Keep Holy the Lord's Day
"When we ponder, O Christ, the marvels accomplished on this day, the Sunday of Your holy resurrection, we say: 'Blessed is Sunday, for on it began creation...the world's salvation...the renewal of the human race...On Sunday heaven and earth rejoiced and the whole universe was filled with light. Blessed is Sunday, for on it were opened the gates of paradise so that Adam and all the exiles might enter it without fear'" (Fanqîth quoted in Catechism of the Catholic Church, 1167).
"The rediscovery of this day is a grace which we must implore, not only so that we may live the demands of faith to the full, but also so that we may respond concretely to the deepest human yearnings. Time given to Christ is never time lost, but is rather time gained" (Day of the Lord, Pope John Paul II, 7).
We should keep holy the Lord's Day:
1. because it's a commandment.
The martyrs of Abitina, in Proconsular Africa "replied to their accusers: 'Without fear of any kind we have celebrated the Lord's Supper because it cannot be missed; that is our law;' 'we cannot live without the Lord's Supper'" (Day of the Lord, Pope John Paul II, 46).
2. because we need the rest.
"Sunday rest then becomes 'prophetic', affirming not only the absolute primacy of God, but also the primacy and dignity of the person with respect to the demands of social and economic life" (Day of the Lord, Pope John Paul II, 68).
3. because it's good for our physical and psychological health.
God created us with an interior rhythm. If we live accordingly, we will be blessed. "Those who lived according to the old order of things have come to a new hope, no longer keeping the sabbath, but the Lord's Day, in which our life is blessed by Him and by His death" (St. Ignatius of Antioch, quoted in Catechism of the Catholic Church, 2175).
4. because it's good for our families and Christian communities.
"For Christian families, the Sunday assembly is one of the most outstanding expressions of their identity and their 'ministry' as 'domestic churches', when parents share with their children at the one Table of the word and of the Bread of Life" (Day of the Lord, Pope John Paul II, 36).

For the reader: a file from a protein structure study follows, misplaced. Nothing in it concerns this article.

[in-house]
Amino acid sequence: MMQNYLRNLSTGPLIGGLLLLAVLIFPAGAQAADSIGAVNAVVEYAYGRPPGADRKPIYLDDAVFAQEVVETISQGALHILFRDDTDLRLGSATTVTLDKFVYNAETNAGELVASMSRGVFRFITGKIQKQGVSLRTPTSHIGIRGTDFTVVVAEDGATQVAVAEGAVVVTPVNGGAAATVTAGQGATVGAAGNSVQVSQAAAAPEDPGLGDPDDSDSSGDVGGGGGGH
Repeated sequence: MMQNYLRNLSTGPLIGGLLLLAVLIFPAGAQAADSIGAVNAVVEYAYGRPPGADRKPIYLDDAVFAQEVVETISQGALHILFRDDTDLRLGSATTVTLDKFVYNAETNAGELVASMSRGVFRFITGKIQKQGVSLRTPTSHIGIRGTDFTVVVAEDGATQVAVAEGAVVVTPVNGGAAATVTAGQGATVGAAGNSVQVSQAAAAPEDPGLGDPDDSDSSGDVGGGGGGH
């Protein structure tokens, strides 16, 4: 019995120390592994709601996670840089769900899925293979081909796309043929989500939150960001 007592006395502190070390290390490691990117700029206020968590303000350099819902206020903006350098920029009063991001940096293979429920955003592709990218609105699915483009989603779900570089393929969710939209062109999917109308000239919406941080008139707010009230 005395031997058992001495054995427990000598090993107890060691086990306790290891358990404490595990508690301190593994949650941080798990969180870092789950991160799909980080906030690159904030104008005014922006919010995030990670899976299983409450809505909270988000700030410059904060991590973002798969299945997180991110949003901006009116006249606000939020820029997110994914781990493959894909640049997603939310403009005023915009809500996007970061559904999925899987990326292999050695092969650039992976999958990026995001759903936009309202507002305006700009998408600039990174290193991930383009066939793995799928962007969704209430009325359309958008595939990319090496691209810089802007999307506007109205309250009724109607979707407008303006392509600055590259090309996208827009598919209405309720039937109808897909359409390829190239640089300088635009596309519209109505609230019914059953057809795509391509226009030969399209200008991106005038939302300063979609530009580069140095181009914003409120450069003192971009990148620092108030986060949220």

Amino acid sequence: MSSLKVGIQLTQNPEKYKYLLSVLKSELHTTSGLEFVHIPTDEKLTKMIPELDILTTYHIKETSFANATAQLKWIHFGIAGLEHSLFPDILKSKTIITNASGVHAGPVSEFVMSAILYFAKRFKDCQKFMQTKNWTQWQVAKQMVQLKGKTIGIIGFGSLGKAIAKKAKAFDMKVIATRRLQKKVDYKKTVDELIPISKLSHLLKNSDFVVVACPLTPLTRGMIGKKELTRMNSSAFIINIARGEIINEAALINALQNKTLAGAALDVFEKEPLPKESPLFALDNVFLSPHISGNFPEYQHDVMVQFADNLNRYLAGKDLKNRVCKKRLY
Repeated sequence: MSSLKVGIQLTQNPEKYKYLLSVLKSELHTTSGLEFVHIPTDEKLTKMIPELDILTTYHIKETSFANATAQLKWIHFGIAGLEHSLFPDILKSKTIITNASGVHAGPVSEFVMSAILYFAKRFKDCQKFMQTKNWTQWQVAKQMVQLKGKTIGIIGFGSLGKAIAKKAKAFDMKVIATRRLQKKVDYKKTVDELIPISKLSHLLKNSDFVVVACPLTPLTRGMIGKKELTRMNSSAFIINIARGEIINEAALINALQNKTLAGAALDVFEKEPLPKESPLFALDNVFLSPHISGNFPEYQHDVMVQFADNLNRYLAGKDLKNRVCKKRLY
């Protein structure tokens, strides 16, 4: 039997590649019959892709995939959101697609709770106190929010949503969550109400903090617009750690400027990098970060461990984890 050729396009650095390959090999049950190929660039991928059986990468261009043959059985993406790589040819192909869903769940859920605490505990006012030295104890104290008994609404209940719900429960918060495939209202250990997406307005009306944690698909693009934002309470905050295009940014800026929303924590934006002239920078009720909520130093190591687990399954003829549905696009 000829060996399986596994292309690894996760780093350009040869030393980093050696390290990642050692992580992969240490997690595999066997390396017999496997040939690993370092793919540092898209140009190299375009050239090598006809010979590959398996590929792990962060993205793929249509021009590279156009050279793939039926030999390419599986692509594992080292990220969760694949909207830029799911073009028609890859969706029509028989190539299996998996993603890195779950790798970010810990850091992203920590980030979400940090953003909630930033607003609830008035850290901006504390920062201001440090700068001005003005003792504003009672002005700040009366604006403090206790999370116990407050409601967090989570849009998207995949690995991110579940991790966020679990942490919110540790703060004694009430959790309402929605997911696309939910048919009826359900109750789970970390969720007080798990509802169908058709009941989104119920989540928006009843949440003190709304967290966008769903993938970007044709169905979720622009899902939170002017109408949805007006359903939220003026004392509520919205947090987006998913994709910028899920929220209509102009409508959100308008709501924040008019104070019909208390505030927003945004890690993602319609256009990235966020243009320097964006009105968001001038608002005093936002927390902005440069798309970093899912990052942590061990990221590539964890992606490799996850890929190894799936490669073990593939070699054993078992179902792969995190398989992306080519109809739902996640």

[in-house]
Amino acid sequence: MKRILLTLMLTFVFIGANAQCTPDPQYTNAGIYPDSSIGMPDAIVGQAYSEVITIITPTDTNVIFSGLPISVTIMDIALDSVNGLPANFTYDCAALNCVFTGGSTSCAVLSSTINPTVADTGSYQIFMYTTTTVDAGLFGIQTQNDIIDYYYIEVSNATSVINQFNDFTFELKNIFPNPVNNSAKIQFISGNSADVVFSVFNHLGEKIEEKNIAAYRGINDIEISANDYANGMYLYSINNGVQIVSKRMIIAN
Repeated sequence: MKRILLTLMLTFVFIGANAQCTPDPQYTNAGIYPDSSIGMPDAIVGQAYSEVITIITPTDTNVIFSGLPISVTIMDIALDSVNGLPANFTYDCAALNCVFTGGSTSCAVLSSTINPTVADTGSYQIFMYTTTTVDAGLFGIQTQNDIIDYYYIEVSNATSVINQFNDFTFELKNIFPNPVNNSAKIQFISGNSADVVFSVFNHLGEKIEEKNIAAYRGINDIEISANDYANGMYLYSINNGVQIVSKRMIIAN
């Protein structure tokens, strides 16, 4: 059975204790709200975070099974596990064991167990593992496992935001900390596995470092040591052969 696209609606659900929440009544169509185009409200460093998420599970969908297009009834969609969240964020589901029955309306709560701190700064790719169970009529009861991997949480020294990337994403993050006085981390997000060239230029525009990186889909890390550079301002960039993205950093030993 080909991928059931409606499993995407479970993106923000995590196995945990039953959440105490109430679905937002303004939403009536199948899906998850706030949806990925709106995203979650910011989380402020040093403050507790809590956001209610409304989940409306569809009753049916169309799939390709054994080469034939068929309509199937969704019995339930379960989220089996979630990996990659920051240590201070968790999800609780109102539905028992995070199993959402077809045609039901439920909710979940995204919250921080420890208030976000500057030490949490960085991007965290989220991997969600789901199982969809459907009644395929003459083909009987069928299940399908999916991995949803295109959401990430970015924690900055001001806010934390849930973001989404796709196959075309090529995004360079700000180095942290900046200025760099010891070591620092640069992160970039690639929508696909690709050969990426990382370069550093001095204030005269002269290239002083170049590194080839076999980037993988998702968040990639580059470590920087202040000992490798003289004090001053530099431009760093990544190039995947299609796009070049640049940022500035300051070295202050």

5. because it prevents us from becoming slaves to our work.
"The Lord's Day is the original feast day, and it should be proposed to the piety of the faithful and taught to them in such a way that it may become in fact a day of joy and of freedom from work" (Liturgy, Vatican II, 106).
6. because it helps us know our true identity.
"The celebration of the Christian Sunday remains, on the threshold of the Third Millennium, an indispensable element of our Christian identity" (Day of the Lord, Pope John Paul II, 30).
7. because it is a day of victory.
Jesus was victorious over death on Sunday. On this day, the Lord rallies His army to unite, heal, and empower them. If we don't claim Jesus' victory, the devil keeps us on the run, and we spend our weekends trying to escape from reality. John proclaimed: "On the Lord's day I was caught up in ecstasy" (Rv 1:10).
8. because it strengthens our prayer life.
Sunday Mass should be the highlight of the week. "Leave everything on the Lord's Day", urges the third century text known as the Didascalia, "and run diligently to your assembly, because it is your praise of God" (Day of the Lord, Pope John Paul II, 46). Also, old-fashioned Sunday vespers is still a good idea (Liturgy, Vatican II, 100).
9. because it opens our minds to the Scriptures (Lk 24:45).
The Lord spent the first Easter Sunday afternoon and evening teaching the Scriptures (Lk 24:32).
10. because "Sonday" centers our lives on Jesus' resurrection.
"Praised be the God and Father of our Lord Jesus Christ, He Who in His great mercy gave us new birth; a birth unto hope which draws its life from the resurrection of Jesus Christ from the dead" (1 Pt 1:3). We celebrate the resurrection of His physical body, our bodies, and His body the Church. "Sunday is the day of the Resurrection, it is the day of Christians, it is our day" (St. Jerome, quoted in Day of the Lord, 2). "The day of Christ's Resurrection is both the first day of the week, the memorial of the first day of creation, and the 'eighth day,' on which Christ after His 'rest' on the great sabbath inaugurates the 'day that the Lord made,' the 'day that knows no evening'" (Catechism of the Catholic Church, 1166).
"The Christian Sunday is wholly other! Springing from the Resurrection, it cuts through human time, the months, the years, the centuries, like a directional arrow which points them towards their target: Christ's Second Coming. Sunday foreshadows the last day" (Day of the Lord, Pope John Paul II, 75).
Nihil obstat: Reverend Robert L. Hagedorn, April 12, 1999.
Imprimatur: Most Reverend Carl K. Moeddel, Vicar General and Auxiliary Bishop of the Archdiocese of Cincinnati, April 14, 1999.